Singapore group does its bit to help those in neighbouring countries with water woes

Local non-profit organisation Lien AID is holding a Virtual Reality (VR) exhibition from March 20 to April 8, titled Windows of Hope, which showcases a 360-degree view of Preaek Chrey Village in Cambodia.
Local non-profit organisation Lien AID is holding a Virtual Reality (VR) exhibition from March 20 to April 8, titled Windows of Hope, which showcases a 360-degree view of Preaek Chrey Village in Cambodia.PHOTO: ST FILE

SINGAPORE - Drinking water is readily available in Singapore, but its neighbouring countries, in stark contrast, face a water crisis.

According to local non-profit organisation Lien AID, more than 200 million people in Asia still lack access to clean water.

To mark this year's World Water Day on March 22, organised by the national water agency PUB, Lien AID hopes to raise awareness about the water situation beyond Singapore's borders.

Its focus this year is to educate Singaporeans about the lack of clean water access in neighbouring countries such as Cambodia and Myanmar, and hopefully get more public support for its projects.

It is holding a Virtual Reality (VR) exhibition from March 20 to April 8, titled Windows of Hope, which showcases a 360-degree view of Preaek Chrey Village in Cambodia. Frequent flooding leads to villagers being limited to dirty river water or rainwater for their daily water needs such as drinking, cooking and washing. The only other source of water is imported from Vietnam, which can cost up to $1 a bottle. This would be unaffordable for those earning less than a dollar a day.

Since 2006, Lien AID's projects in Asia have benefited more than 900,000 people.

Most importantly, its projects emphasise greater ownership and self-sustainability. Partnering local governments, civil society organisations or village leaders, Lien AID empowers locals to take charge of their water problems and the solutions to tackle them.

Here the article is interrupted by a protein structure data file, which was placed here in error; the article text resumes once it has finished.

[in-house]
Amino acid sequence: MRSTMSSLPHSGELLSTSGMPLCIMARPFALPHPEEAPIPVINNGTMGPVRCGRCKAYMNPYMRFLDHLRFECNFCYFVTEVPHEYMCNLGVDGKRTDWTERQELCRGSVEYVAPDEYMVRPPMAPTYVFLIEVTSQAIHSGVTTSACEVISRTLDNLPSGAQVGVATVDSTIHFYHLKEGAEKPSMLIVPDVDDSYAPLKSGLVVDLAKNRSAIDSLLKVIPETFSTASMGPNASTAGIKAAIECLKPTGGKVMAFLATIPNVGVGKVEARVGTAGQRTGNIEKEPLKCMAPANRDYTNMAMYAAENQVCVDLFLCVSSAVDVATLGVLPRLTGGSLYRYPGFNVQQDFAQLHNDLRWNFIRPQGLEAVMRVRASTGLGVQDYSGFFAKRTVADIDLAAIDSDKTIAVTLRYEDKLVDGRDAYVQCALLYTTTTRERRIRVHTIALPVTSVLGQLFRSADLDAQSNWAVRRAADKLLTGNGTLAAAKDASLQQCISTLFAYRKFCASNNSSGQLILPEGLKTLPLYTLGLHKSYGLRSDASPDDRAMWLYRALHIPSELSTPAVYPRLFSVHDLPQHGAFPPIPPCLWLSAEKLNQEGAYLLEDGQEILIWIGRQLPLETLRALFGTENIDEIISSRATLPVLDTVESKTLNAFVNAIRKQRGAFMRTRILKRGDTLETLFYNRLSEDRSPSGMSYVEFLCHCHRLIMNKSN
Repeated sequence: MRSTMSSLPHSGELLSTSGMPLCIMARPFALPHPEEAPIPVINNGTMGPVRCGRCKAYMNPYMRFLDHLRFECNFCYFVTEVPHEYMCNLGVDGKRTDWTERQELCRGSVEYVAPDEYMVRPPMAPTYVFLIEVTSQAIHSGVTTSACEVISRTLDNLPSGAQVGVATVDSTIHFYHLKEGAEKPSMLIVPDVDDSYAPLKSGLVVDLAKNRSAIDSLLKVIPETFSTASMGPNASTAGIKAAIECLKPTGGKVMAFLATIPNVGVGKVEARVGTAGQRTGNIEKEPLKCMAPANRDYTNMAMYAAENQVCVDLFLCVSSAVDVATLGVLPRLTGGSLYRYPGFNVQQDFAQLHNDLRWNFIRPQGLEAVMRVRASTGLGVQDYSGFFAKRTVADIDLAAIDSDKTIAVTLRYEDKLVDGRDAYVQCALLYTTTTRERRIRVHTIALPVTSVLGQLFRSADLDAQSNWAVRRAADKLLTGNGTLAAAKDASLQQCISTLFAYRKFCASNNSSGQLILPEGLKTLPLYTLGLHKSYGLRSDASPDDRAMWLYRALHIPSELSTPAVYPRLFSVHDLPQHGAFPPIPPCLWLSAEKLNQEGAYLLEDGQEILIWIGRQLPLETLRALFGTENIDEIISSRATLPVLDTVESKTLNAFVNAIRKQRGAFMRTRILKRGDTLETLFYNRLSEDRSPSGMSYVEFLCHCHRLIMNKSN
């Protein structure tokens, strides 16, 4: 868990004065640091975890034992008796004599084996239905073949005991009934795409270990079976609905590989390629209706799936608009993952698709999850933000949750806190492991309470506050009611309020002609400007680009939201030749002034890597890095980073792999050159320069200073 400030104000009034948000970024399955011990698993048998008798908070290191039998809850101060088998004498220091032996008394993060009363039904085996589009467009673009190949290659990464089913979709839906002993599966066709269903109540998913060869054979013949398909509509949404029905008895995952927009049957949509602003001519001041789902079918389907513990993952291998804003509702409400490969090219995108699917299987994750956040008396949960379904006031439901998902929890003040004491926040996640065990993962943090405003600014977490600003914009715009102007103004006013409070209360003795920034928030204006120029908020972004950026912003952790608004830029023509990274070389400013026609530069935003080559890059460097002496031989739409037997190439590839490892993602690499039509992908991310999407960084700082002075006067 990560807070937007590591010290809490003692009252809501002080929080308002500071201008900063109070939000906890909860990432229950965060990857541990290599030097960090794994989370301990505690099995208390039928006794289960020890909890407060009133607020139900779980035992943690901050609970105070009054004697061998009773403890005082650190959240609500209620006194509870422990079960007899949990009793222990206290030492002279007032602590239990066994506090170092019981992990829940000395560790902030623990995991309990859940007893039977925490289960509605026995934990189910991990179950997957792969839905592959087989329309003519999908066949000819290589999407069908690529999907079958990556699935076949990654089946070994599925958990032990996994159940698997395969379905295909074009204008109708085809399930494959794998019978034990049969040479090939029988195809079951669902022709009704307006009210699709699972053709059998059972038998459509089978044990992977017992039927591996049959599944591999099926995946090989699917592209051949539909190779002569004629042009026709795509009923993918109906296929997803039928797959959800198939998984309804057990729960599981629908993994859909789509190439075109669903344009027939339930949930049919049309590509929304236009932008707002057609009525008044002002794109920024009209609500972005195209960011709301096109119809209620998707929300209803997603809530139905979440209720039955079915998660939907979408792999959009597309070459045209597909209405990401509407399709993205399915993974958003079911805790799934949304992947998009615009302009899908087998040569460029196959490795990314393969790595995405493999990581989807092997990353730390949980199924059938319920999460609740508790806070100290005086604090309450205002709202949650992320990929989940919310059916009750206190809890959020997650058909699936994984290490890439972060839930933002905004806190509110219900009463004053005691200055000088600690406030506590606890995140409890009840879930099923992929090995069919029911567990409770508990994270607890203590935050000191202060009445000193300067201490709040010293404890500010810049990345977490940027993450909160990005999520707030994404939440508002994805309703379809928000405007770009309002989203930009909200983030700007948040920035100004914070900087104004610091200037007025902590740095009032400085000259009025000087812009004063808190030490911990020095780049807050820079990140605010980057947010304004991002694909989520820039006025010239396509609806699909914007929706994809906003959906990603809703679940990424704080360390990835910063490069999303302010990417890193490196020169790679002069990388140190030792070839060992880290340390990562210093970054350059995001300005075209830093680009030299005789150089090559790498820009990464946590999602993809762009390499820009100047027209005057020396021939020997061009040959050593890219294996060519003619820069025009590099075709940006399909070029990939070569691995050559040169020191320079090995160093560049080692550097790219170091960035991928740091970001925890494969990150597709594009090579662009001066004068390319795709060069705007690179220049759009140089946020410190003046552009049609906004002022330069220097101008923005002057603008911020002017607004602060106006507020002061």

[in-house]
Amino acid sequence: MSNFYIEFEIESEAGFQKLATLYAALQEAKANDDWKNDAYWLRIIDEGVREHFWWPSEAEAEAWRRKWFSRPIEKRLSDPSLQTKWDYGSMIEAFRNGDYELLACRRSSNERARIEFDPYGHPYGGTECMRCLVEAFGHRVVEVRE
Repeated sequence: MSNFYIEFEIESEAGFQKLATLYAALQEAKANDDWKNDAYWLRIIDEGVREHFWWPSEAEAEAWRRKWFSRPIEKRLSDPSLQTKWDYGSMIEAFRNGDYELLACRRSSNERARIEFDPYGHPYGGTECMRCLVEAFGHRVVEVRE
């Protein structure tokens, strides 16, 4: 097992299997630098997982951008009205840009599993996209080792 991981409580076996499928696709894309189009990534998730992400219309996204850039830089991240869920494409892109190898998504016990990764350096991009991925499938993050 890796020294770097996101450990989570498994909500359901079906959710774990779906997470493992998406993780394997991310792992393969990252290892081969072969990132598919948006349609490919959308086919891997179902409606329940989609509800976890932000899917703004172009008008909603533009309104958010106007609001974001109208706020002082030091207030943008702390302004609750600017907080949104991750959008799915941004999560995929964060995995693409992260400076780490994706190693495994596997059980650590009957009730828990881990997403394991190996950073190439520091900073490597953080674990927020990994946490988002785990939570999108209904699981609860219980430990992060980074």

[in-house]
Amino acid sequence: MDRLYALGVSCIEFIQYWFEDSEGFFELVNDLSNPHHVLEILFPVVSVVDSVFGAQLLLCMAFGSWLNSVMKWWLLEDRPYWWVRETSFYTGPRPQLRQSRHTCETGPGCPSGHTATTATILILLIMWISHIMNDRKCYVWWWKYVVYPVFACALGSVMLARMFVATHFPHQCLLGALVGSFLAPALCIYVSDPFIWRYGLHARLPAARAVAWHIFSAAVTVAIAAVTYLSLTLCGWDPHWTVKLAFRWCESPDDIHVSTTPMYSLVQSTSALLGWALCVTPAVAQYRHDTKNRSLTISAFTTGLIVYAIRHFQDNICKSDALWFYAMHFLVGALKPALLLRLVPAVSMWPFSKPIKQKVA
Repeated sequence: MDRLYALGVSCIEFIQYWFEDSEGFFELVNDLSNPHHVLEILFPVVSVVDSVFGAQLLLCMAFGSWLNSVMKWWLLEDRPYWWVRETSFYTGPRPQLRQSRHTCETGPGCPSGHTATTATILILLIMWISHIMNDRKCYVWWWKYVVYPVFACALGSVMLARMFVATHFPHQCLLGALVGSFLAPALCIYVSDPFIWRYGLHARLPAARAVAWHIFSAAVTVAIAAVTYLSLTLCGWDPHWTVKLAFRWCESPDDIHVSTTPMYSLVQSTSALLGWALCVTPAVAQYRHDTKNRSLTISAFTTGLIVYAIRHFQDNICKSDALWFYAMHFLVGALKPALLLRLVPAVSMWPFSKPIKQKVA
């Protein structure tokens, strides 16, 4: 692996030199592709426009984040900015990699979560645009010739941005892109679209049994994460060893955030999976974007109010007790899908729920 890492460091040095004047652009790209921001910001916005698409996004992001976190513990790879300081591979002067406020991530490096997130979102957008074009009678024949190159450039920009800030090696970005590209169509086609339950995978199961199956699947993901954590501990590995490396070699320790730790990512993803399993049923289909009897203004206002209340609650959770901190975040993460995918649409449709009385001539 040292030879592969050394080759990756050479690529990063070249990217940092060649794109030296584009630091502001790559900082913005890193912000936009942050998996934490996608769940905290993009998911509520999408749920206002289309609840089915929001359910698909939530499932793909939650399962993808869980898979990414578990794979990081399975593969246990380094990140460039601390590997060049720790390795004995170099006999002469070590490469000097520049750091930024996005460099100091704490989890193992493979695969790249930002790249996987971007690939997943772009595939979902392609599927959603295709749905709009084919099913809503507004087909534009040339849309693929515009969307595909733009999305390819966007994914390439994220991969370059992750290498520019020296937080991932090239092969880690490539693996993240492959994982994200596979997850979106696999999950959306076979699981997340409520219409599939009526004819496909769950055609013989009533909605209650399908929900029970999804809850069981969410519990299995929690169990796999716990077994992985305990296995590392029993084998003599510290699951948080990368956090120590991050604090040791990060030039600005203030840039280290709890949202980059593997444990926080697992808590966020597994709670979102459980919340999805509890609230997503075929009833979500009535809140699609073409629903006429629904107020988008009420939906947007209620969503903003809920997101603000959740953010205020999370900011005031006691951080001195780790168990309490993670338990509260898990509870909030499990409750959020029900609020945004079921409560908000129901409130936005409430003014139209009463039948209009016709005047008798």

For instance, under the Community Water Enterprise programme in Cambodia, water entrepreneurs are selected from the villages to operate the water treatment and boiling plants. Water management committees are also formed locally to oversee the sale of cheaper water. All members involved are trained in basic water management.

More than 3,000 people gained access to cleaner water through the project in Preaek Chrey Village - and 75 such projects have been completed in Cambodia alone.

Lien AID's projects have been funded by donations, corporations and local governments that it works with. It hopes to further enlist the help of skilled volunteers such as public health experts and engineers.

Lien AID chief executive officer Koh Lian Hock said future projects are focused on achieving depth - increasing knowledge about the importance of water at institutional levels and creating real impact on communities - rather than expanding its coverage to more countries.

"We hope that more people in Singapore will better understand the impact of the region's water challenges, learn how Lien AID works with local governments and rural communities to tackle these challenges, and discover what individuals can do to make a difference," he added.

Visitors can catch the VR exhibition on March 20 and 21 from 10am to 10pm at 313@Somerset Atrium Space; March 22 and 23 from 8am to 8pm at the Ocean Financial Centre Open Space; and April 2 to April 8 from 10am to 9pm at Star Vista B1 Atrium.

Visit http://www.lienaid.org/get-involved/ for more details on how to get involved with this cause.